A Guide to the History, Culture, Philosophy of Korean Tea and Tea Ceremony
By Yoo Yang-seok
(MyungWon Cultural Foundation)
For those familiar with the well-known tea culture of India, China or Japan, it would be surprising to discover Korea’s rich history in tea ceremonies and culture. Known as “darye” in Korean, the ceremonies have been practiced by Korean people for some two thousand years since the ancient Gaya Kingdom (42-562 A.D.).
For any tea lover who’d like to explore the world of Korean tea, scholar Yoo Yang-seok’s 2007 English-language book “The Book of Korean Tea” is a useful guide.
“The practice of Korean tea drinking and tea ceremonies have been developed over a long period and influenced by royal court practices, ancestral rites, along with the Korean tradition of Pungnyu, taking time to enjoy and appreciate the beauty of living,” Yoo writes. “Additionally, Buddhism, Taoism and Confucianism all have influenced Korean tea ceremonies and tea culture.”
Yoo introduces valuable records of the tea ceremonies on the Korean Peninsula that appear in some of the most famous ancient historical texts, including the Memorabilia of the Three Kingdoms (Samguk Yusa), the National Chronicle of the Gaya Kingdom (Garak Gukgi) and History of the Three Kingdoms (Samguk Sagi).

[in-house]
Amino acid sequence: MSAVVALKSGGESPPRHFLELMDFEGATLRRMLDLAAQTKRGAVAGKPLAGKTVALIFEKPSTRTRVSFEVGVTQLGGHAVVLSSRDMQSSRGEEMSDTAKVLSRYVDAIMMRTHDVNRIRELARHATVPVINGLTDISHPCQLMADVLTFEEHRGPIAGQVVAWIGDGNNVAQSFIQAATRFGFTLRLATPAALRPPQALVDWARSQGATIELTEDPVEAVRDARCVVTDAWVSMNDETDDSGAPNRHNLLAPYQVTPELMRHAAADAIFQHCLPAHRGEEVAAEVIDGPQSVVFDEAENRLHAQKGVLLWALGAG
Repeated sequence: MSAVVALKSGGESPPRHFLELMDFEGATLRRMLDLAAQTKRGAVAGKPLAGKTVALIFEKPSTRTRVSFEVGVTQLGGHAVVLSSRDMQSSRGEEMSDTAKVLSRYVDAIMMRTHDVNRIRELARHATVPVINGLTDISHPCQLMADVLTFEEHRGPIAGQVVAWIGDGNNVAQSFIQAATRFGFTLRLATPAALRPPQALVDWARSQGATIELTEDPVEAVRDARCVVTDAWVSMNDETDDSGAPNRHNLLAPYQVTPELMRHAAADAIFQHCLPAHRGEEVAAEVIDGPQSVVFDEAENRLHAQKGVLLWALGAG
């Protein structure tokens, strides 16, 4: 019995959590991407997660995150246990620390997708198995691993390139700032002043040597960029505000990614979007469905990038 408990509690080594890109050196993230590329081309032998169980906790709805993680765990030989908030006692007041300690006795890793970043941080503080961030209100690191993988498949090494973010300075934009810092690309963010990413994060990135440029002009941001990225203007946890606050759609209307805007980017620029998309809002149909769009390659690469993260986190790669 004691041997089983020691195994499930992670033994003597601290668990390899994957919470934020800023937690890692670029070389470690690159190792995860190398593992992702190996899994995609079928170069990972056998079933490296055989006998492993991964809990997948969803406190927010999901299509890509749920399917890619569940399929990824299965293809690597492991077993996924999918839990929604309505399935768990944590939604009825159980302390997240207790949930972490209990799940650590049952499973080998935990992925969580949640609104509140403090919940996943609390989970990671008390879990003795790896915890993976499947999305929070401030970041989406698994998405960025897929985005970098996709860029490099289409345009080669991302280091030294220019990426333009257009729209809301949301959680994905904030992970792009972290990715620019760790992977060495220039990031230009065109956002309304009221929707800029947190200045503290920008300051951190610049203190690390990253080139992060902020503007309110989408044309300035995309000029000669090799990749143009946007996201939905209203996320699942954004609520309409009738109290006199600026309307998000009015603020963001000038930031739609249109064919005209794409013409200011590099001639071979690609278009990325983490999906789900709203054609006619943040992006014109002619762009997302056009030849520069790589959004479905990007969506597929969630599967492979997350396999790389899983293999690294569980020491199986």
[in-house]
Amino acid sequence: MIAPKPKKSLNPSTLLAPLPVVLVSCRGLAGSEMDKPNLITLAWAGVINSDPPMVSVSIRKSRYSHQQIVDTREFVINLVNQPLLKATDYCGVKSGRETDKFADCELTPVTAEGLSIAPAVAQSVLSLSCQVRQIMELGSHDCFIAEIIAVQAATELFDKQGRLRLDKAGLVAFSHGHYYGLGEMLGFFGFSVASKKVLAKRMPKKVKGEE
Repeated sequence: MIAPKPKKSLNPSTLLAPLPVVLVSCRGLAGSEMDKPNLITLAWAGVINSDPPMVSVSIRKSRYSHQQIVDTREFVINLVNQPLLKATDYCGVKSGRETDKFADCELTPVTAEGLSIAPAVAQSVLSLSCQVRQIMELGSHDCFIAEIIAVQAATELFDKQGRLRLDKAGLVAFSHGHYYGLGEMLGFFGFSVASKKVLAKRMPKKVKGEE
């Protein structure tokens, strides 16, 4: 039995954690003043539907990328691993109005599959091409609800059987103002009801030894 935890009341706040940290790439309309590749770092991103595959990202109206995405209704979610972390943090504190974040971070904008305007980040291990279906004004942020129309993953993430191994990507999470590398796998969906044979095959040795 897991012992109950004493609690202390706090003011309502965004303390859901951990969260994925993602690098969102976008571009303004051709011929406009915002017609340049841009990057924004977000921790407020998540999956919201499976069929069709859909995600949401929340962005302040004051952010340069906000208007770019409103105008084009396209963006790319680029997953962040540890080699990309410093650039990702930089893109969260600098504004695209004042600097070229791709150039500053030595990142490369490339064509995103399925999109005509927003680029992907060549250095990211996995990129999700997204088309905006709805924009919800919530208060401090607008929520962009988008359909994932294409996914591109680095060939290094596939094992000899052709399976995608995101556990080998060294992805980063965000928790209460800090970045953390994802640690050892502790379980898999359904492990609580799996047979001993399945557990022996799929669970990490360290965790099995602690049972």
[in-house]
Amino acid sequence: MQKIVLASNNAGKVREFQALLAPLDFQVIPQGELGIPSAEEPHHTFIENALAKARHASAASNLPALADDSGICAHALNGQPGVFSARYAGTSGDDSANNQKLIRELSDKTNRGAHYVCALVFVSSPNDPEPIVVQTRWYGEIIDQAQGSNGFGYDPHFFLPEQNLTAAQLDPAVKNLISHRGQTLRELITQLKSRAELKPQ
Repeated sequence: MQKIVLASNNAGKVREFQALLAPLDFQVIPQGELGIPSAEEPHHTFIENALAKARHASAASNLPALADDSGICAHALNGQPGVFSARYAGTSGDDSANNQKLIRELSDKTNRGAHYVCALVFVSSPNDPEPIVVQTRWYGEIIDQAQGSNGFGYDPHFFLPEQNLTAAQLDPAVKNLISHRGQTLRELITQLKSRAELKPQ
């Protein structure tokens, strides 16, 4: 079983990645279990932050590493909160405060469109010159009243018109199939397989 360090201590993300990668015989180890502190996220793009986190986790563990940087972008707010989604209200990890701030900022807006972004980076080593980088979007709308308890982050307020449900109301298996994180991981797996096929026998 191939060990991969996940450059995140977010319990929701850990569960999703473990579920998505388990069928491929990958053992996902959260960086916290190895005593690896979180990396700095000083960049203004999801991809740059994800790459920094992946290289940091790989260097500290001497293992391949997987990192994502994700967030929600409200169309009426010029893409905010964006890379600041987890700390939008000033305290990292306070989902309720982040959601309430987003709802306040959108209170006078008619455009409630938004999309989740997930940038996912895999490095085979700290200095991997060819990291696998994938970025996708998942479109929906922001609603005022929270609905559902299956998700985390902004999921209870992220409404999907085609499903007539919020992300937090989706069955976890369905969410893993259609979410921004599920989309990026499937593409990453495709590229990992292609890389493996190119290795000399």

He also introduces a book titled “Dongdasong” (Praise for Eastern Tea), which was written by Seon Master Choui (1786-1867), a Buddhist monk of the late Joseon Dynasty. Choui was known as the “Korean Tea Sage,” for developing and making a series of records of Korea’s traditional tea culture and ceremonies. He wrote that particular text in 1837 to raise awareness of Korean tea and its culture.
The book is complimented with some 80 Korean tea-themed paintings and photographs housed in Korea’s leading museums, galleries and publishing houses, including the National Museum of Korea, the National Folk Museum of Korea, and Ho-Am Art Museum.
Yoo also presents English translations of a number of tea-themed poems written by some of the most renowned scholars from the Goryeo and Joseon Dynasties, including Jeong Yak-yong (1762-1836) and Yi Gyoo-bo (1168-1241).
The book is fluidly written and beautifully complimented with some exquisite images of tea drinking and green tea fields. Most of all, readers will find themselves gaining more insights into the history and art of Korea in general by reading this tea-themed book.
Professor Yoo Yang-seok teaches at Kookmin University and serves as one of the senior advisors at the MyungWon Cultural Foundation, a government-recognized educational institution for Korean tea culture and ceremonies. The organization was named after the late activist Kim Myung-won, who dedicated her life to traditional Korean tea ceremony research.
Yoo is the winner of the Hadong Grand Contribution Award for Regional Tea Industry and Cultural Development in Korea, for his contributions in promoting Korean tea culture in foreign countries.